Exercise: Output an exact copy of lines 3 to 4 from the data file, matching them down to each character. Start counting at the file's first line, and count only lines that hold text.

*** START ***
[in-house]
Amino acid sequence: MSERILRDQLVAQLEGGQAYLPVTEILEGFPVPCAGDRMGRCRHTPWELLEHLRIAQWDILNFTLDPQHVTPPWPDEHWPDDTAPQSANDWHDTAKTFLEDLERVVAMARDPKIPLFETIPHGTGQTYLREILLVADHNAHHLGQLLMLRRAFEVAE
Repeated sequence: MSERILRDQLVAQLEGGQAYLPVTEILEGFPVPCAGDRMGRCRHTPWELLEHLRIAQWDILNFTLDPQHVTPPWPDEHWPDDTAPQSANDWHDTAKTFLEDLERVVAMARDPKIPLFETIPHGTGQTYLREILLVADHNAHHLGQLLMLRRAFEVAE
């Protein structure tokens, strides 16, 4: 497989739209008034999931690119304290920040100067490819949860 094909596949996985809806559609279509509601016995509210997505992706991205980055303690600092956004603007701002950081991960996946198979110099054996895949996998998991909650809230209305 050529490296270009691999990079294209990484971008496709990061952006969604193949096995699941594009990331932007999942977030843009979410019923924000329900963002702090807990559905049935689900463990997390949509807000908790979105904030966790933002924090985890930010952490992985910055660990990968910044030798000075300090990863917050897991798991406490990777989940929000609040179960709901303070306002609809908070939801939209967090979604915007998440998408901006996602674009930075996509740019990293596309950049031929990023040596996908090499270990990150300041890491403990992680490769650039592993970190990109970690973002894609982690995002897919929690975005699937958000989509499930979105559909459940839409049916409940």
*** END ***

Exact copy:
Repeated sequence: MSERILRDQLVAQLEGGQAYLPVTEILEGFPVPCAGDRMGRCRHTPWELLEHLRIAQWDILNFTLDPQHVTPPWPDEHWPDDTAPQSANDWHDTAKTFLEDLERVVAMARDPKIPLFETIPHGTGQTYLREILLVADHNAHHLGQLLMLRRAFEVAE
């Protein structure tokens, strides 16, 4: 497989739209008034999931690119304290920040100067490819949860 094909596949996985809806559609279509509601016995509210997505992706991205980055303690600092956004603007701002950081991960996946198979110099054996895949996998998991909650809230209305 050529490296270009691999990079294209990484971008496709990061952006969604193949096995699941594009990331932007999942977030843009979410019923924000329900963002702090807990559905049935689900463990997390949509807000908790979105904030966790933002924090985890930010952490992985910055660990990968910044030798000075300090990863917050897991798991406490990777989940929000609040179960709901303070306002609809908070939801939209967090979604915007998440998408901006996602674009930075996509740019990293596309950049031929990023040596996908090499270990990150300041890491403990992680490769650039592993970190990109970690973002894609982690995002897919929690975005699937958000989509499930979105559909459940839409049916409940």